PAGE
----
Those injuries, and the collective toll of five consecutive Finals runs, helped Toronto slay a team that Steve Kerr aptly referred to as "f------ giants." The wounded Warriors showed incredible resolve not only in making this a series but in their continued attempts to play through pain. Thompson, for example, with a freshly torn ACL, told Kerr he needed only a few minutes off on Thursday.
But those non-Durant injuries aside, the Dubs weren't winning this series without the two-time Finals MVP. It was evident in the way that the Raptors mostly dominated the series and in the way that the Warriors flexed their unstoppable offensive muscle for the one quarter that KD did take the court in Game 5.
It's one thing for the trio of Lowry, VanVleet, and Green to limit the Splash Brothers - or for Nick Nurse's team to employ a box-and-one against Curry-led lineups without Thompson on the floor - when Durant isn't around to tip the scales. His presence changes the equation.
Look at this Golden State dynasty as a whole. A 67-win team scraped by a Cavaliers squad without Kyrie Irving or Kevin Love in the Finals in 2015, only for the 73-win Warriors to blow a 3-1 series lead against Cleveland in 2016. Three years later, the Durant-less Warriors didn't seem to have many answers for the Raptors. With KD running away with Finals MVP awards in 2017 and 2018, however, Golden State cruised to championships in five games or less.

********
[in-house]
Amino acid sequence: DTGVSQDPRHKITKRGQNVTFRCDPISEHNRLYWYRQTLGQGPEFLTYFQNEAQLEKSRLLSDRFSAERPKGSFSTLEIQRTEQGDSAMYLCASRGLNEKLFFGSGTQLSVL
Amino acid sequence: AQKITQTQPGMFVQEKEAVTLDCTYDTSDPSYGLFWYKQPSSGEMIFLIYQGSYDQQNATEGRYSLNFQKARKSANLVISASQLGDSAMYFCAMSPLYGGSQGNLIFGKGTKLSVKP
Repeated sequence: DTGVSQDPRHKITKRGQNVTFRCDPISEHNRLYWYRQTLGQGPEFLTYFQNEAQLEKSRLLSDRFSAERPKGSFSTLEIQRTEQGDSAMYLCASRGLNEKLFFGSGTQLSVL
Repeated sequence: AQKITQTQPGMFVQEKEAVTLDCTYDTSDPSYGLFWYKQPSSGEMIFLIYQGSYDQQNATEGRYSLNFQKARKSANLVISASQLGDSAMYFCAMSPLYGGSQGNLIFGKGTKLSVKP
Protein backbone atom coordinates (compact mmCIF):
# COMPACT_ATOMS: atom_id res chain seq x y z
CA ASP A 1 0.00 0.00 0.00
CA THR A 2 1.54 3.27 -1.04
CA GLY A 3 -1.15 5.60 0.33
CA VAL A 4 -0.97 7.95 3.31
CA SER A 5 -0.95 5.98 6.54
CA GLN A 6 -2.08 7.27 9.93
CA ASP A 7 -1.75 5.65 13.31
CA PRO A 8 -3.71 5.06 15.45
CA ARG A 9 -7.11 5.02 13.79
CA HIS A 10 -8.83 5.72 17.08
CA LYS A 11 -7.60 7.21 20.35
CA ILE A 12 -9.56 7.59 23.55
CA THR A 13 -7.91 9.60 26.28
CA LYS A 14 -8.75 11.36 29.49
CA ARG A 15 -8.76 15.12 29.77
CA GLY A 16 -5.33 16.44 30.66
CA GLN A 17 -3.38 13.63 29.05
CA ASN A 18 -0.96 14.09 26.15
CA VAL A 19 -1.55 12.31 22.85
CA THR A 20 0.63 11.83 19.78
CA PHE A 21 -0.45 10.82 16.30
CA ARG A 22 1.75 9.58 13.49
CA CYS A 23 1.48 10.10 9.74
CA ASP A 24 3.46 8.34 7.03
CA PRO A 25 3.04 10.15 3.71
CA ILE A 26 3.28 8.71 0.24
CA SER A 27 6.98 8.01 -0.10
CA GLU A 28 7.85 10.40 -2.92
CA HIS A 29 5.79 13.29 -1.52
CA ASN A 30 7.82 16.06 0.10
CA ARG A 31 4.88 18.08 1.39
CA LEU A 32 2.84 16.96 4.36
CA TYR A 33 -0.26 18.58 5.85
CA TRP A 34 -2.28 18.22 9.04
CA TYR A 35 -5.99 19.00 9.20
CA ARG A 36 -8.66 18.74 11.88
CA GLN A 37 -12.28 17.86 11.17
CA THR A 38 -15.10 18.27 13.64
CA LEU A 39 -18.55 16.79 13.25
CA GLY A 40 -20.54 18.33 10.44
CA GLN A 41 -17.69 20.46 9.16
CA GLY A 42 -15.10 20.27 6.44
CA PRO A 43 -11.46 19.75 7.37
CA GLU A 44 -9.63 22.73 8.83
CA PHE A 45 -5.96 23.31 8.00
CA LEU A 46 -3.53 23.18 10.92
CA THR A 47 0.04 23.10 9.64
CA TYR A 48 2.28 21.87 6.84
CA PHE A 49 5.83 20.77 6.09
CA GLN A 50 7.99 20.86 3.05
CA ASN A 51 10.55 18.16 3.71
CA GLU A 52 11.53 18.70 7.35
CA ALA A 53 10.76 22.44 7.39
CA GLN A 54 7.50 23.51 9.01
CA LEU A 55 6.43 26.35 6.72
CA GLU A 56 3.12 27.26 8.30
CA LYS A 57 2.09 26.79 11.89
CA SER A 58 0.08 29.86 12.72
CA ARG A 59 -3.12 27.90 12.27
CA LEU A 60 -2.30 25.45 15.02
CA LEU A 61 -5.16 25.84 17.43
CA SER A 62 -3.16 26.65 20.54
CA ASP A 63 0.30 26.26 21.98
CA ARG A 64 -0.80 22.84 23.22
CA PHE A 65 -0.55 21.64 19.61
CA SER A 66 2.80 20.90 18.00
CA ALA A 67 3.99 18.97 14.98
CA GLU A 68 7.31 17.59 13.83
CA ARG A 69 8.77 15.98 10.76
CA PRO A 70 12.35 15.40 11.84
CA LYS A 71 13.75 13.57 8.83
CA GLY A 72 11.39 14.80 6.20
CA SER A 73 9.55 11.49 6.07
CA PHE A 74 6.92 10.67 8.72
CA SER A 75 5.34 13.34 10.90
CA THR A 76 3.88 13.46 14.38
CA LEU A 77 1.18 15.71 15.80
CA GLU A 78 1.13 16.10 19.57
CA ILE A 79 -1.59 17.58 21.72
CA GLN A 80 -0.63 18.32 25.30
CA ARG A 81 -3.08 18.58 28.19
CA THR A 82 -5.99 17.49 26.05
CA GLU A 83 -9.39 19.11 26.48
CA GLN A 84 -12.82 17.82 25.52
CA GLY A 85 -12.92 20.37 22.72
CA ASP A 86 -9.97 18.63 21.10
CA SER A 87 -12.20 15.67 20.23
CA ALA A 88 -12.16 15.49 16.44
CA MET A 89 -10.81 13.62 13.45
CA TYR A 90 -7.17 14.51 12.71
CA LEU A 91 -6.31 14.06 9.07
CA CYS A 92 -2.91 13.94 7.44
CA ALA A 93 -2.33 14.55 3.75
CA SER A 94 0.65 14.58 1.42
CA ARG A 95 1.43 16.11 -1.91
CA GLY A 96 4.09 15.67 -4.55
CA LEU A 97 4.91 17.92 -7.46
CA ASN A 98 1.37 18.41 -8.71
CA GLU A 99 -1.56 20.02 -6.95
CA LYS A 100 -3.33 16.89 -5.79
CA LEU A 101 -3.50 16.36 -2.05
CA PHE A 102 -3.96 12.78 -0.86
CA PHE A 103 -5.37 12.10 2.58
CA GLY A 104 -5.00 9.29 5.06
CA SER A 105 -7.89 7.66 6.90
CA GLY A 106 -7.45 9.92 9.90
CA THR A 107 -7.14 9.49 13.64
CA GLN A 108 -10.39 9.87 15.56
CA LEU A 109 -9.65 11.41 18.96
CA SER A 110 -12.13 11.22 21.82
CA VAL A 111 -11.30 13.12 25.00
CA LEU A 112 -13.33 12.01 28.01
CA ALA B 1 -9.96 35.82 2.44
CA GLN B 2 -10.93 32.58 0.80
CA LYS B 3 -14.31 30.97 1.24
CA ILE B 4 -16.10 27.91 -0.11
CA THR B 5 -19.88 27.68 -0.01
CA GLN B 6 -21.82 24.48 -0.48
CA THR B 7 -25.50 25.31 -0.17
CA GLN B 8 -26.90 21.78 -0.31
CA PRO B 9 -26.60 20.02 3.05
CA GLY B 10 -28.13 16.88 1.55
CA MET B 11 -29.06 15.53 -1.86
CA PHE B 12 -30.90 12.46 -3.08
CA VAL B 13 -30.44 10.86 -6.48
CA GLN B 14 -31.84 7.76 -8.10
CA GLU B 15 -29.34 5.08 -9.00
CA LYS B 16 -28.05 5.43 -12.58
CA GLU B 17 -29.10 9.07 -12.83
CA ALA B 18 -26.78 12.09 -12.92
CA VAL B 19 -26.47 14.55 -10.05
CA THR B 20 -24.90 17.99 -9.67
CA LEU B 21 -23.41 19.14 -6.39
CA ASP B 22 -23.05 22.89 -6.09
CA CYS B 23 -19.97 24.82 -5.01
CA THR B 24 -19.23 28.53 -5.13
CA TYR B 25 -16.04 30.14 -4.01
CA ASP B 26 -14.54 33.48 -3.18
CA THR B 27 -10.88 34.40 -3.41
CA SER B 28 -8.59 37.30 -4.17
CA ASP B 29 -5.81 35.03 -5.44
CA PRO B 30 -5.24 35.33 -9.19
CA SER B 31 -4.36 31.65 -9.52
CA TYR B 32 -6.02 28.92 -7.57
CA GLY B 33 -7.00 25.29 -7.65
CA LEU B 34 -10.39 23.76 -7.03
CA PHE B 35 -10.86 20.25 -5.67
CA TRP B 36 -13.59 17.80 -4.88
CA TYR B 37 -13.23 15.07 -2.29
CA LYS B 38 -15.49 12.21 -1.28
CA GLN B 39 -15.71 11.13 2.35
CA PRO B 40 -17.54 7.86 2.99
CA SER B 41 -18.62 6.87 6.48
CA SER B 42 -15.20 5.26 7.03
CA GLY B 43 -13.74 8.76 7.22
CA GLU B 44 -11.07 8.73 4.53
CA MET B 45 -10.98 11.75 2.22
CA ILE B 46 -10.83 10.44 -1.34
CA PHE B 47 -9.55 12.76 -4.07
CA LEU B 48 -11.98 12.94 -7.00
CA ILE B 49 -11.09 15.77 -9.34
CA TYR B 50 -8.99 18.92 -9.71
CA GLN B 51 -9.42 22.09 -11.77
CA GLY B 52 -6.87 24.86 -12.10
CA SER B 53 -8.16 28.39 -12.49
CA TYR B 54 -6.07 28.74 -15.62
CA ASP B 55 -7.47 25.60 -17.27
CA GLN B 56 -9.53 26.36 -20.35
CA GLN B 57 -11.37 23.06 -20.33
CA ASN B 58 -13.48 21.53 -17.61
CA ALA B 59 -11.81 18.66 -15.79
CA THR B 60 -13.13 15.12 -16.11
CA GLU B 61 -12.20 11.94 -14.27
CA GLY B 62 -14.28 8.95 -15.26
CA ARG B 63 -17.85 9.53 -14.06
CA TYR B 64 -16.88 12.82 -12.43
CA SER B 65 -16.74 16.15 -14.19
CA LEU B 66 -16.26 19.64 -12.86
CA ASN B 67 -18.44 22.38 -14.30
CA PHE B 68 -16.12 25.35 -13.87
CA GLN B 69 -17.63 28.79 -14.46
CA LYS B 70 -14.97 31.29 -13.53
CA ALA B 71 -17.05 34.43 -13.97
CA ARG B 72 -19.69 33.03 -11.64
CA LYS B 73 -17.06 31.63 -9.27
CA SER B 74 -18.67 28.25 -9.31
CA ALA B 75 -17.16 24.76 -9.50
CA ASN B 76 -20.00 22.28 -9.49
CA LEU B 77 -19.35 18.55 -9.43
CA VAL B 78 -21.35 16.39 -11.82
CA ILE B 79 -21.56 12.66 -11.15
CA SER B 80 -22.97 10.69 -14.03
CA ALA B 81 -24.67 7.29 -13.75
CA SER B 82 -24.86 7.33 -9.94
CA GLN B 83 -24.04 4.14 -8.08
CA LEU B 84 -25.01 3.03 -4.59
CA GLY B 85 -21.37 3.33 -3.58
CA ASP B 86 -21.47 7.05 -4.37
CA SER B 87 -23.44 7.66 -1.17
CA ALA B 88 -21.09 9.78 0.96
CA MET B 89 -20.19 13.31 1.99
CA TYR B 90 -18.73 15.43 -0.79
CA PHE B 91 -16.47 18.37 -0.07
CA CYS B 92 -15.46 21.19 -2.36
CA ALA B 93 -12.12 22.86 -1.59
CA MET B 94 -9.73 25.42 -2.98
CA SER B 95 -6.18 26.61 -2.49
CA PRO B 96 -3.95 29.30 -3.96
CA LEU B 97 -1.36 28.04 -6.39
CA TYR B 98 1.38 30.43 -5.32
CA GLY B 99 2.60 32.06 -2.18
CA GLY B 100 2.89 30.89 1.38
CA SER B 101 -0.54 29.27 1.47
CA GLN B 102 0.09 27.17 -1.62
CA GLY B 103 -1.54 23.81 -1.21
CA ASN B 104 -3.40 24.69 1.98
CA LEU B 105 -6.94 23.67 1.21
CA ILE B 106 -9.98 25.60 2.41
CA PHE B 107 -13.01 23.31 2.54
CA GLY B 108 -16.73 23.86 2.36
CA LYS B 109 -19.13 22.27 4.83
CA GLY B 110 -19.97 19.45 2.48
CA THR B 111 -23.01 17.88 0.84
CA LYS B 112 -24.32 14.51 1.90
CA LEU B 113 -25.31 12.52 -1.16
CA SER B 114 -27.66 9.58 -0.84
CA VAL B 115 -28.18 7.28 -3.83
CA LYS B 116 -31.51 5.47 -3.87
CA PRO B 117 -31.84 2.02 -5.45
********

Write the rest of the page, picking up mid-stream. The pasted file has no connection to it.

None of this is meant to discredit the Warriors before or after KD. They were a historically great team before he arrived, and showed the true heart of a champion in his wake. But there's a big difference between great and inevitable. Durant was that difference, and he reminded the world of it when, on a bum leg, he scored 11 points in 12 minutes of a Finals elimination game after partaking in just one practice over the previous month.
There were cracks in the Warriors' dynastic foundation all year. Their 57-win regular season didn't include the same type of demoralizing dominance we had grown accustomed to, and inferior opponents no longer seemed to fear them. Heck, the star-less Clippers didn't fear them down 31 points in a playoff game at Oracle. But there was still a sense that with Durant leading the charge, and emerging as the undisputed best player in basketball early in the postseason, the Warriors had enough to survive one more war of attrition between April and June.
Unfortunately for the Warriors, Durant would end up being the biggest casualty of that battle.
Between the final two contests of the first round and his last healthy appearance in the conference semis against Houston, Durant averaged an unfathomable 43.8 minutes over a six-game sample. He then played 32 of 34 possible minutes the night he strained his calf against the Rockets and 12 of a possible 14 minutes the night he ruptured his Achilles.
At a moment of conflict earlier this season, and at a time when no one could've envisioned the unfortunate events that were to follow in the playoffs, Draymond Green reportedly told Durant that the Warriors didn't need him. In the end, that couldn't have been further from the truth. It turns out the Warriors actually needed Durant too much for their own - and his own - good.